Liberal Arts (latin liberalis, free, and ars, art or principled practice) is not an ordinary university subject. It can make the claim to be the oldest curriculum of higher education in Western history. So with such a rich and diverse history why is it important to rethink that history in modern ways?
Ode: Intimations of Immortality from Recollections of Early Childhood
By William Wordsworth
The child is father of the man;
And I could wish my days to be
Bound each to each by natural piety.
(Wordsworth, “My Heart Leaps Up”)
Nature’s wake-up call
“We have been living in a bubble, a bubble of false comfort and denial. In the rich nations, we have begun to believe we have transcended the material world. The wealth we’ve accumulated – often at the expense of others – has shielded us from reality. Living behind screens, passing between capsules – our houses, cars, offices and shopping malls – we persuaded ourselves that contingency had retreated, that we had reached the point all civilisations seek: insulation from natural hazards.”
Camus’ The Plague: Contagion, confinement and complicity
Camus, that great ‘moralist of the absurd’ (Merton, 1967: 718), was drawn to exploring the source of that deep anguish and vulnerability at the heart of human existence; our mortality. The enlightened subject of modernity rides the wave of reason’s unchallengeable assertion that it is its own ground and principle of existence. Yet no matter how advanced its rational, scientific and technological prowess it cannot avoid the possibility of a sudden death by bacillus or otherwise that would threaten such prowess. Camus was concerned to show that the absurd presence of death in life does not have to lead to illusion, meaninglessness or despair.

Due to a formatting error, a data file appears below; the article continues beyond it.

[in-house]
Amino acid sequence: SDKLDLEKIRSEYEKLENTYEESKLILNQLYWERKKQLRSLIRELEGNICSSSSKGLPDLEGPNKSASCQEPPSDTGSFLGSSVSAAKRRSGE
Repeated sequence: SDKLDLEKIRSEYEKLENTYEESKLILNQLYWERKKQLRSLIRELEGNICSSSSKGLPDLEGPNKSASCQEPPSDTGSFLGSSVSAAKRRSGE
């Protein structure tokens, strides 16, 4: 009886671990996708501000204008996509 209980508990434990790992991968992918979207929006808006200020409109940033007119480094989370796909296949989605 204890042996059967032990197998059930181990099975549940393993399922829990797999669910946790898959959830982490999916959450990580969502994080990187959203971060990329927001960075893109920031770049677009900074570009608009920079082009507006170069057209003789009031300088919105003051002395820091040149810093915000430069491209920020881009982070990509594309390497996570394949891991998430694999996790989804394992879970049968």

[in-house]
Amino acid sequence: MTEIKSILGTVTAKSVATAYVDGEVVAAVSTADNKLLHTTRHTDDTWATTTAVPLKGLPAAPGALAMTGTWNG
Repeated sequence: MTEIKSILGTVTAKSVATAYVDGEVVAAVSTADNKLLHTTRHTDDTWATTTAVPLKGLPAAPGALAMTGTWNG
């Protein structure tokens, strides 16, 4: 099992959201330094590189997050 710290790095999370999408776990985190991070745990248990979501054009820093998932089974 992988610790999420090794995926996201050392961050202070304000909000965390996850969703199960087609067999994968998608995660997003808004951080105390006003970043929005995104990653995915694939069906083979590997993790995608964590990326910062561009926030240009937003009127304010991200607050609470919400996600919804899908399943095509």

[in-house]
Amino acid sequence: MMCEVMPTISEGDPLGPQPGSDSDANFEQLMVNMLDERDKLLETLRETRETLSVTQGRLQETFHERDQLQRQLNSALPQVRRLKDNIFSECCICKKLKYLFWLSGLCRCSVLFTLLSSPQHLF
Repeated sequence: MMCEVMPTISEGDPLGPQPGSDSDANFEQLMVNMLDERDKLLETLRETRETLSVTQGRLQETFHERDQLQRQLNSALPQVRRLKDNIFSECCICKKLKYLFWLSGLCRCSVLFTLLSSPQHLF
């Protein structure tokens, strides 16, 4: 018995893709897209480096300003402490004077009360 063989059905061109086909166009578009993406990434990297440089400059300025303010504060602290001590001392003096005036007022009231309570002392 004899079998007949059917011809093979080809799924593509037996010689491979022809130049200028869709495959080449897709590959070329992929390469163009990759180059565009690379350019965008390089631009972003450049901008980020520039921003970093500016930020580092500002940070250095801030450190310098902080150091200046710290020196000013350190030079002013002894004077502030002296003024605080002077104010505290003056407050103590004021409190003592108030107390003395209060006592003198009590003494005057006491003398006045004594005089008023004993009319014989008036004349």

The Coronation by Charles Eisenstein
In this wide ranging essay Charles Eisenstein offers a thoughtful, provocative, and often polemical response to Covid19. Part of the challenge in reading such engaging prose is to consider the text critically. That is, in what ways are you convinced or not by the text, in what ways do you disagree while still sustaining your engagement with the work, or are their moments where you want to dismiss it entirely? Or perhaps you find yourself in complete agreement? And what then? The urgency of contemporary writing often throws us into this conundrum more obviously than writing from a time which isn’t our own. But what is happening in this piece is not dissimilar to the questions asked by Socrates who said ‘to fear death, gentleman, is no other than to think oneself wise when one is not, to think one knows what one does not know’. Socrates told us that asking difficult questions is part of what makes life worth living, in fact he went further and said that ‘the unexamined life is not worth living’ and was sentenced to death for his belief in the importance of difficult questions. At the centre of Socrates’ concerns, as is true of the essay, is the difficult (and longstanding) question: how should we live?
Thanks to Dr Tony Biondi for including this piece. You can also read more about Socrates’ questions here